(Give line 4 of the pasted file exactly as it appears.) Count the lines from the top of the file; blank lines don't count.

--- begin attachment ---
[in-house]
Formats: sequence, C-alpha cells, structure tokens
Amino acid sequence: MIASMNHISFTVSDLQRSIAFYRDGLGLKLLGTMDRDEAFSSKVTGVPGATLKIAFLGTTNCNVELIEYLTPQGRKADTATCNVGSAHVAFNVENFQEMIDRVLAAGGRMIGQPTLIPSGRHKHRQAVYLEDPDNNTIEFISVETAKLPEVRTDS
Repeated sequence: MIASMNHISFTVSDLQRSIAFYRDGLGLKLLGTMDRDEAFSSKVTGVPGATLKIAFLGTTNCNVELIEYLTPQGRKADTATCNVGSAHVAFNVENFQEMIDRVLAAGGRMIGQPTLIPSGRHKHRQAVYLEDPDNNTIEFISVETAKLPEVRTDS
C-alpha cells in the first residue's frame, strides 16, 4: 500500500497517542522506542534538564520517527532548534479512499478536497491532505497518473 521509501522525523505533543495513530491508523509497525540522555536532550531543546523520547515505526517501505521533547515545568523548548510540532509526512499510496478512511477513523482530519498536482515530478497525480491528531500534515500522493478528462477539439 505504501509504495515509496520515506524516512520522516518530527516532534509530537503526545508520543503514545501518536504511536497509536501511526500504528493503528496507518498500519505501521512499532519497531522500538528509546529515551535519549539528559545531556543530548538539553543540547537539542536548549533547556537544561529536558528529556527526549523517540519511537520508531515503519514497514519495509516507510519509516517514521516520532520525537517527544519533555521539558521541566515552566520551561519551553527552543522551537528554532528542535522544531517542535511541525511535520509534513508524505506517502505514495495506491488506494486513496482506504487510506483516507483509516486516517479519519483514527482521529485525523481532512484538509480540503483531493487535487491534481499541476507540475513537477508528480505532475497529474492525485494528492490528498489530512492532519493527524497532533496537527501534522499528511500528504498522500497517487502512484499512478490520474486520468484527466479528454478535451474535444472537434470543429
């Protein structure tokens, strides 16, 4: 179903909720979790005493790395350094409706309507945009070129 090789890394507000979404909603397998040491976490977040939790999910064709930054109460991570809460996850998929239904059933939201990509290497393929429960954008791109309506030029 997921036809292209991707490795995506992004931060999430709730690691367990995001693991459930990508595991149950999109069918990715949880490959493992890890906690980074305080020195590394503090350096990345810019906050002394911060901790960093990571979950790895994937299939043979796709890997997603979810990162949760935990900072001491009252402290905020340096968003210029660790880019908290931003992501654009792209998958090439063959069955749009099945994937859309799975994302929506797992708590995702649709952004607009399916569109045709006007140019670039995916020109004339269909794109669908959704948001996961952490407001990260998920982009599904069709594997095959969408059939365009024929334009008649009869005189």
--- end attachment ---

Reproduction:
Repeated sequence: MIASMNHISFTVSDLQRSIAFYRDGLGLKLLGTMDRDEAFSSKVTGVPGATLKIAFLGTTNCNVELIEYLTPQGRKADTATCNVGSAHVAFNVENFQEMIDRVLAAGGRMIGQPTLIPSGRHKHRQAVYLEDPDNNTIEFISVETAKLPEVRTDS